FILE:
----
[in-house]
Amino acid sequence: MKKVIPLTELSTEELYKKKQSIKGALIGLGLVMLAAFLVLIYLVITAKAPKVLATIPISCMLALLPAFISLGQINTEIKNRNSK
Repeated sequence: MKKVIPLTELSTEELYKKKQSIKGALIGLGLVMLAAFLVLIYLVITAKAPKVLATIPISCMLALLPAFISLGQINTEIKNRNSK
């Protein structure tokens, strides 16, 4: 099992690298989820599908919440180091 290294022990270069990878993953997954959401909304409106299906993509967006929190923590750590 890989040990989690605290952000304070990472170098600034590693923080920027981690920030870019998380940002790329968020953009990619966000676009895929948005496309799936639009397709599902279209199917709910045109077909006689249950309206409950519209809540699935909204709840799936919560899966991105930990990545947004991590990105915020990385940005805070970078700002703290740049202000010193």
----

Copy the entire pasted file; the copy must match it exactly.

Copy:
[in-house]
Amino acid sequence: MKKVIPLTELSTEELYKKKQSIKGALIGLGLVMLAAFLVLIYLVITAKAPKVLATIPISCMLALLPAFISLGQINTEIKNRNSK
Repeated sequence: MKKVIPLTELSTEELYKKKQSIKGALIGLGLVMLAAFLVLIYLVITAKAPKVLATIPISCMLALLPAFISLGQINTEIKNRNSK
């Protein structure tokens, strides 16, 4: 099992690298989820599908919440180091 290294022990270069990878993953997954959401909304409106299906993509967006929190923590750590 890989040990989690605290952000304070990472170098600034590693923080920027981690920030870019998380940002790329968020953009990619966000676009895929948005496309799936639009397709599902279209199917709910045109077909006689249950309206409950519209809540699935909204709840799936919560899966991105930990990545947004991590990105915020990385940005805070970078700002703290740049202000010193």